SPCA: In this heat, keep an eye on furry friends

Howey, a one-year-old Terrier mix, keeps its cool

Howey, a one-year-old Terrier mix, keeps its cool at a one of the pools set by volunteers at City of Rancho Cucamonga Animal Care & Adoption Center in Rancho Cucamonga, Calif. (June 28, 2013) Photo Credit: AP

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If you think you and your family are sweltering on these hot and humid days, just imagine if you had to walk on all fours just inches from the ground -- while wearing a fur coat.

That's the lot of many companion animals who'll need special care in the coming days in what's expected to be a heat wave with temperatures in the 90s, but feeling even hotter than that, according to the Nassau and Suffolk chapters of the Society for the Prevention of Cruelty to Animals.

"Fur-coated animals, such as your dog or cat, [fare] even worse than people in the heat," said a Monday release from the Nassau County SPCA. "In fact, without shade, your pet can overheat, become ill, or even die in a short time."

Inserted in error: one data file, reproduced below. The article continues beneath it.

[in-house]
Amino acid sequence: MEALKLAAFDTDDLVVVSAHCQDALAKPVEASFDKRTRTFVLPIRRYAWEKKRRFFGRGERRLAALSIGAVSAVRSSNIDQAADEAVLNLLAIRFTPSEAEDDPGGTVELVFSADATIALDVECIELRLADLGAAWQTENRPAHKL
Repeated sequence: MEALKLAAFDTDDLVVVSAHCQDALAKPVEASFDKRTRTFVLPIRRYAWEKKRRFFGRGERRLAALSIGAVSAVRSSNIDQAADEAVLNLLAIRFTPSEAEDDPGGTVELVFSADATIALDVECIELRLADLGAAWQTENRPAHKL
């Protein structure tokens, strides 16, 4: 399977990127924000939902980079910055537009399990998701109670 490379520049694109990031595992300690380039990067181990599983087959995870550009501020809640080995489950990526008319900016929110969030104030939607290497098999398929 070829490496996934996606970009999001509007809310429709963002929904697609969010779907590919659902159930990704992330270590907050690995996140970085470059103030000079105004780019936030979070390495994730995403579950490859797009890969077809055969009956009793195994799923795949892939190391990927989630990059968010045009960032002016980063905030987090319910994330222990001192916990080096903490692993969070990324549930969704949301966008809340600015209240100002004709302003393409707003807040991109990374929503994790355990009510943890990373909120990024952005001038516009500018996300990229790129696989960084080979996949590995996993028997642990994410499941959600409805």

That can go, too, for outings in which animals are left in parked cars -- even with windows partially down -- for as few as 15 minutes, said Roy Gross, chief of the Suffolk County SPCA, in a release. "Your pet can quickly suffer brain damage or die from heatstroke when trapped in these high temperatures," he said.

The release also advised making sure your pet has plenty of clean, fresh water, and plenty of shade when outdoors.

Other tips from Nassau County SPCA:

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Dogs should get outdoor exercise in the morning or after dusk when the temperatures are lower;

Consider a misting hose or kiddie pool to help dogs cool off;

If you're running errands, best to leave your pet at home.


If you suspect an animal is in an emergency situation, Nassau SPCA advises you to alert the owner if possible, then call police, asking for "immediate police response" and then call 516-THE-SPCA.

If you spot an animal alone in a vehicle, take down the vehicle's make, color and license plate, so you can ask area stores to page the owner, said Suffolk SPCA. Then call police or SPCA at 631-382-SPCA.


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